The CQC is required by law to monitor the operation of the Mental Capacity Act 2005 (MCA) and Deprivation of Liberty Safeguards (DoLS) and to report on what we find. We found that the registered manager understood legislation in relation to this. They had made a number of DoLS when required. The registered manager told us that applications had been submitted to the relevant local authorities and were awaiting the outcome of these.

Staff knew people well and were responsive to their needs. On the whole we saw staff interactions and practices were pos

Inspection carried out on 9 August 2016

During a routine inspection

Victoria Hall is registered to provide accommodation for persons who require personal care for up to 37 people. There were 30 people living in the home when we visited.

At our last comprehensive inspection on 28 January and 5 February 2015 we found four breaches of the regulations. These concerned staff recruitment, recording in care records, issues regarding the deprivation of people’s liberty and assessment of their mental capacity. The provider wrote and told us what they would do to meet the legal requirements in relation to the breaches.

We undertook this unannounced comprehensive inspection on 9 August 2016 and found the provider had followed their plan and had made the necessary improvements.

There was a registered manager in post. A registered manager is a person who has registered with the Care Quality Commission to manage the service. Like registered providers, they are ‘registered persons’. Registered persons have legal responsibility for meeting the requirements in the Health and Social Care Act 2008 and associated Regulations about how the service is run.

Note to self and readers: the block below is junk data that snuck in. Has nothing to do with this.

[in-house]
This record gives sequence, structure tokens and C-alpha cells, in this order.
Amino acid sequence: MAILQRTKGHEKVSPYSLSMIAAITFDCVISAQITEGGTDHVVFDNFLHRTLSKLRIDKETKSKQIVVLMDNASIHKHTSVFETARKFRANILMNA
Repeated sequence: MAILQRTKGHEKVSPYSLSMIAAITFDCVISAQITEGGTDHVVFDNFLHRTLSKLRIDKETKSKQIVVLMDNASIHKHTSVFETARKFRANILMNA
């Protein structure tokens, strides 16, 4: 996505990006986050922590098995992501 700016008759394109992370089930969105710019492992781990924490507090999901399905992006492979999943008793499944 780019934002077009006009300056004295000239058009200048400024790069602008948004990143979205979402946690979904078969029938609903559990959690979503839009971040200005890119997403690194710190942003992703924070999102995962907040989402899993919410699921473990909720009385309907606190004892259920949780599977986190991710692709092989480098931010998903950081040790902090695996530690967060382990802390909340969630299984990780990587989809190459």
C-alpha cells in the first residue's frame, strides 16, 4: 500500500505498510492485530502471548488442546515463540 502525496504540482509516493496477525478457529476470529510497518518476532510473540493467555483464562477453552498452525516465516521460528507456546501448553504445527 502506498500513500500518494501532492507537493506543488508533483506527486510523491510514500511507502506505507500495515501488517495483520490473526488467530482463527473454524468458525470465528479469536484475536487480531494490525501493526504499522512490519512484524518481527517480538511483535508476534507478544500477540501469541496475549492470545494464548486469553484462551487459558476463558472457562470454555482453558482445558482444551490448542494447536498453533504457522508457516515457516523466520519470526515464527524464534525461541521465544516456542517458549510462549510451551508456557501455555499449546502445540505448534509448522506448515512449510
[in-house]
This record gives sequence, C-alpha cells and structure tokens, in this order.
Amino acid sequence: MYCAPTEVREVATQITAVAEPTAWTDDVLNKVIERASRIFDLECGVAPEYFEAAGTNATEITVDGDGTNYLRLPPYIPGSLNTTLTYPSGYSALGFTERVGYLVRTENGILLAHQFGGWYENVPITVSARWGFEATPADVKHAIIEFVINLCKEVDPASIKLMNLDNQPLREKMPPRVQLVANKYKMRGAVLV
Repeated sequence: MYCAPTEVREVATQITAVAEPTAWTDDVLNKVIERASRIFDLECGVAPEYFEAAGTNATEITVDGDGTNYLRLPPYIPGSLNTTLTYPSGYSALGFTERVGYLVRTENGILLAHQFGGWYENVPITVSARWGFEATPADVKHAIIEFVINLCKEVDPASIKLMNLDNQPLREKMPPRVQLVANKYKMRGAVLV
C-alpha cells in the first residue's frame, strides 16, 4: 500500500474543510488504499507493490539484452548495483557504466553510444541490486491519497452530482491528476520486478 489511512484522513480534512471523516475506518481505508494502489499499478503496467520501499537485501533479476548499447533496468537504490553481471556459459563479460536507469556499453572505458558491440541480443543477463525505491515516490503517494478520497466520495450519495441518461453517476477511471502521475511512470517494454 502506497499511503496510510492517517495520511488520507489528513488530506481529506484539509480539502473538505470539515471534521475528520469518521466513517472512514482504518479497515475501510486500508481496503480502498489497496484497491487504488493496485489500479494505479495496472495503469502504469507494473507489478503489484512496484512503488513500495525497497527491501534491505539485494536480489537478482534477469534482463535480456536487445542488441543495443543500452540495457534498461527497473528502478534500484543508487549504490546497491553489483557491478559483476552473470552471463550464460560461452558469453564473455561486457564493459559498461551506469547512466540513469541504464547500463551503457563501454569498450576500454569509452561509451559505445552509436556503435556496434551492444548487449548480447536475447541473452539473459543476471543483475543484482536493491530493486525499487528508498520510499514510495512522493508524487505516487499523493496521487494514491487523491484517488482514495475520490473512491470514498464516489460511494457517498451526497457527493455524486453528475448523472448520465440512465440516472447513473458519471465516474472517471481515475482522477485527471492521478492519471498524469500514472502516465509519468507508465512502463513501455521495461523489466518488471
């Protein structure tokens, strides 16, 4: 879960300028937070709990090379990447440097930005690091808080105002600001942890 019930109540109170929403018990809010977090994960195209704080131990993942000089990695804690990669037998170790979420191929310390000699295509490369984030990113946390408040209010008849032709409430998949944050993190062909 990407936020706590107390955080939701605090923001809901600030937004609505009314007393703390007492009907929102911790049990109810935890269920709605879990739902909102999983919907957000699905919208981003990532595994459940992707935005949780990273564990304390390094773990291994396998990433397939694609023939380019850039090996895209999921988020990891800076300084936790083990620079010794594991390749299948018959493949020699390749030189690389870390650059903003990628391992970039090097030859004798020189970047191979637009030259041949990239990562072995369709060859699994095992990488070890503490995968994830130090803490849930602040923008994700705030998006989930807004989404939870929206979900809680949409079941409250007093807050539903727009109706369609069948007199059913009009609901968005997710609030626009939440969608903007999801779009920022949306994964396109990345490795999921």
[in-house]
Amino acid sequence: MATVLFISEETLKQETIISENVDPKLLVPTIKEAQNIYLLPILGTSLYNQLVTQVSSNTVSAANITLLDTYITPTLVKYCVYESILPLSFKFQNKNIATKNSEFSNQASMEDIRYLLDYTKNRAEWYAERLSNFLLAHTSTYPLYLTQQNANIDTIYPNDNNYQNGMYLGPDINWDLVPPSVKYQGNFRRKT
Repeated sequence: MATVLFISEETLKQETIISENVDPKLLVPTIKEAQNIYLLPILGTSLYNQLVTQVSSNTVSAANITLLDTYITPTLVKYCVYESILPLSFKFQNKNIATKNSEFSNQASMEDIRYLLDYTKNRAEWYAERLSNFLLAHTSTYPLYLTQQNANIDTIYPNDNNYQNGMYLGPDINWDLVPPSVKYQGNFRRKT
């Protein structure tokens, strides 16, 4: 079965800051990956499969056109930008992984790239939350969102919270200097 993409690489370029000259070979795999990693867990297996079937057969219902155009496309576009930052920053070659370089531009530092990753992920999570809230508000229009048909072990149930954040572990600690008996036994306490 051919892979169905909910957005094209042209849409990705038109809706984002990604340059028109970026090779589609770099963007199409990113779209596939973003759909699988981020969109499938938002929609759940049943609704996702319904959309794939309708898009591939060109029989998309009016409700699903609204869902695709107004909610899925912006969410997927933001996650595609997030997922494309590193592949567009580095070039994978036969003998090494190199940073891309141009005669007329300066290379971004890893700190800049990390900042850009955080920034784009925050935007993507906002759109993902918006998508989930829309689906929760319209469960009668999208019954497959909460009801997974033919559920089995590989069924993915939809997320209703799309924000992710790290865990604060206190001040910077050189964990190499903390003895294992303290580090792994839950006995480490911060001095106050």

People told us they felt safe living at the home. Staff were knowledgeable about the procedures to ensure that people were protected from harm. Staff were also aware of whistleblowing procedures and would have no hesitation in reporting any concerns. Prescribed medicines were safely administered to people.

There were sufficient numbers of staff employed at the home. However, it was noted that staff had little time to socialise and provide activities for people. The provider’s recruitment process ensured that only staff that had been deemed suitable to work with people at the home were employed after all pre-employment checks had been satisfactorily completed.